The communities remain unaware of the food insecurity in the country. The ministry of Agriculture has not made enough efforts to sensitize the farmers about the inadeqaucy of food access and availability in the country. This has made the farmers more relactant in terms of production. The farmers are also unaware about the opportunities provided by large scale production.


Increasing population – triggering rural urban migration! The population of Uganda is growing at a very high rate. As the population grows, the competition for food and land increases. As a result the demand for agricultural products increases – the supply remains constant or increases by a very small margin making food very expensive. The energetic youth are swarming cities like (Kampala the capital of Uganda) and other towns leaving food production to the elderly. The elderly are less energetic, less flexible and less innovative.

 


Many people still believe that the agricultural sector is for the illiterates. This has made the agricultural sector less sounding over the years. The learned are looking for “white collar jobs” in big companies.


Innovative solutions

Many non-profits, the government and individuals are making efforts to ensure a future with guaranteed food security. Here I must mention the work done by the following:

 

Food and Agriculture Organisation Uganda – FAO’s Integrated Support to Sustainable Development and Food Security Programme (IP). The aim of the IP is to promote synergy through interdisciplinary collaboration and information-sharing across and in support of ongoing rural development programmes.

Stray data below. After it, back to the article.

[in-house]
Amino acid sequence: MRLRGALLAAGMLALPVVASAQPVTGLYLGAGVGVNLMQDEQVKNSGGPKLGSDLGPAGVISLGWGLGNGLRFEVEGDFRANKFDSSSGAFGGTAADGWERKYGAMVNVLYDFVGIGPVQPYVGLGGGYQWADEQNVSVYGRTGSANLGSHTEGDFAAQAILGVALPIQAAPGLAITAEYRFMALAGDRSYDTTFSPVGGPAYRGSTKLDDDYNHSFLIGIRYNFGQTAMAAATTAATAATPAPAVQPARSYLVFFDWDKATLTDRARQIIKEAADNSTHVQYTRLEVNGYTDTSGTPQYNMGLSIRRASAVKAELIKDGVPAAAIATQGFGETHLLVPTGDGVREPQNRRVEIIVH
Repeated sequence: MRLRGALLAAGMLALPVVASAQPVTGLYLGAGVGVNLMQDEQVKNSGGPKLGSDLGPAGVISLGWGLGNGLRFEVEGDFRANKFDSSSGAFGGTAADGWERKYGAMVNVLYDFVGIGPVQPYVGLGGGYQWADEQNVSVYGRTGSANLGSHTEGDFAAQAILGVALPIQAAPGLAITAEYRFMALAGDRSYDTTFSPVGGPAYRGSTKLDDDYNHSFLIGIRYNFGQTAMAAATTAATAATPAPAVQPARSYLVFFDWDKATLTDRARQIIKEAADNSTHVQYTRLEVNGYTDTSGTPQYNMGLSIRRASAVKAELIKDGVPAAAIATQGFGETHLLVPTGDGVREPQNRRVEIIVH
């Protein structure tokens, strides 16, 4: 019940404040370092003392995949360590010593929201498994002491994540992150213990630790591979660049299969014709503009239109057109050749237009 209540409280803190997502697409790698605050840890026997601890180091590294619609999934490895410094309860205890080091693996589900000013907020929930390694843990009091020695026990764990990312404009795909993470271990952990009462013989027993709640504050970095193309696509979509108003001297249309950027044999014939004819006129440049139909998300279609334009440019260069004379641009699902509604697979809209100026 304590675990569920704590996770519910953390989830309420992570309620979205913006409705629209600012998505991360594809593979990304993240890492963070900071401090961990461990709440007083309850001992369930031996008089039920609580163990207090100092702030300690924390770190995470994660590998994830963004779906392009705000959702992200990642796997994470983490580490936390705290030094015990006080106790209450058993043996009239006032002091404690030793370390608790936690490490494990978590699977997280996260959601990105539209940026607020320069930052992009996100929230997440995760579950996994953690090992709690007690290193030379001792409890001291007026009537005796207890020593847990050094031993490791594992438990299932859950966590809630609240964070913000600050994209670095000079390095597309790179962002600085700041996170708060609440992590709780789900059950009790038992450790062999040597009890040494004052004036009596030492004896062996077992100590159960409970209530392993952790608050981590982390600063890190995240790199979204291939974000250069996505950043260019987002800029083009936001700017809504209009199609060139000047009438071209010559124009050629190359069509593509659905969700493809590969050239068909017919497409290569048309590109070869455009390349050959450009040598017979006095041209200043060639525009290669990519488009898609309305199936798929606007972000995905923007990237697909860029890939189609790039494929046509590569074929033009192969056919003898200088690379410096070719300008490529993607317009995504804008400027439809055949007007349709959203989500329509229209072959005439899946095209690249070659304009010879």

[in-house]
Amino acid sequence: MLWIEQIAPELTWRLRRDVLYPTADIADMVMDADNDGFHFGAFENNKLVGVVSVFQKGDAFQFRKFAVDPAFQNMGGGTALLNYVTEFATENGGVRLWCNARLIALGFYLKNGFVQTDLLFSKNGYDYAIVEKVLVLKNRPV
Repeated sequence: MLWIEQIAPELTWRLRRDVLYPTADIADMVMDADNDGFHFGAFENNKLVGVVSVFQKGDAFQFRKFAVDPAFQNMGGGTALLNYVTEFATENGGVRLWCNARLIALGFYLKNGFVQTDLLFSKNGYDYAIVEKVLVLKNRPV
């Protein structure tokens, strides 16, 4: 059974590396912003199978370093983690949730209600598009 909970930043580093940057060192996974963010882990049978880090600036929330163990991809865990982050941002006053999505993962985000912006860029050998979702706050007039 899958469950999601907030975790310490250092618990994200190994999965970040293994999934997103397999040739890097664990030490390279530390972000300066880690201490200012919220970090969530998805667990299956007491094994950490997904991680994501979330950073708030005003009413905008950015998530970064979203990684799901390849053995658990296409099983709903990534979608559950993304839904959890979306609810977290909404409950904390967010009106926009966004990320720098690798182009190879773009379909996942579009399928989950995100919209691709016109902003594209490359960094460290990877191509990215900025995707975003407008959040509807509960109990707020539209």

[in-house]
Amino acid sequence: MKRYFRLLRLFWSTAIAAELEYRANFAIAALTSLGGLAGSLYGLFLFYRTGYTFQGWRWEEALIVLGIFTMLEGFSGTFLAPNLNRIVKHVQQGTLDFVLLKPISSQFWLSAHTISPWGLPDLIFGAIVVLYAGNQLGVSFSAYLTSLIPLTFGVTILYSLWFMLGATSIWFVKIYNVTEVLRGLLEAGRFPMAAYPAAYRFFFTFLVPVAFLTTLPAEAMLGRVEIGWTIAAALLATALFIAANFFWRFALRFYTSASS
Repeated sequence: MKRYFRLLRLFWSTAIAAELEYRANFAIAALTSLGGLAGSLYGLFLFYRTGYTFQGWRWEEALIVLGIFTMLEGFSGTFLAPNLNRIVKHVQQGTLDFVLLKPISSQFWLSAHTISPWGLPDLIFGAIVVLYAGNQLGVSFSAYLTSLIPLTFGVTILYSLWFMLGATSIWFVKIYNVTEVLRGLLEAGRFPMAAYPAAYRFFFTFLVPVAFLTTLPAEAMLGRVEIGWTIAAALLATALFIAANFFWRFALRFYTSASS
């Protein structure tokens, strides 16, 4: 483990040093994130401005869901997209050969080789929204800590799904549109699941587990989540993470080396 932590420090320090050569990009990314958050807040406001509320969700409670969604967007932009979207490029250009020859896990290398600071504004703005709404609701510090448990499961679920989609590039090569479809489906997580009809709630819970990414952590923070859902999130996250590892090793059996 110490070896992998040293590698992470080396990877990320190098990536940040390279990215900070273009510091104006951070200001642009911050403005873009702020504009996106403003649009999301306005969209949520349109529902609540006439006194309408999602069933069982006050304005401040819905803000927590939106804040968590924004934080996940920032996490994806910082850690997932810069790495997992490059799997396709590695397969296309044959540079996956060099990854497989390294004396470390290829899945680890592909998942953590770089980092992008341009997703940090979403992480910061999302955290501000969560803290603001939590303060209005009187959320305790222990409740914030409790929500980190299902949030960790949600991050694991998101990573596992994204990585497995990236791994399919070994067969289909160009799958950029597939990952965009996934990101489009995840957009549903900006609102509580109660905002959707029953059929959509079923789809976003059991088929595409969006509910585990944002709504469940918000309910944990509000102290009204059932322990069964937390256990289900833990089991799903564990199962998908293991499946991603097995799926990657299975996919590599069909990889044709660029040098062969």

World Food Programme. WFP carries out a range of development activities that seek to address the underlying causes of food insecurity through two priority sectors: agriculture and market support, and food and nutrition security. Agriculture and market support to small-scale farmers and traders aims to leverage WFP’s local purchasing and is provided through the construction and rehabilitation of market infrastructure such as warehouses and community market access roads; training in post harvest handling; and the purchase of the farmers’ produce – mainly cereals and pulses.

 

National Agriculture Research Organisation.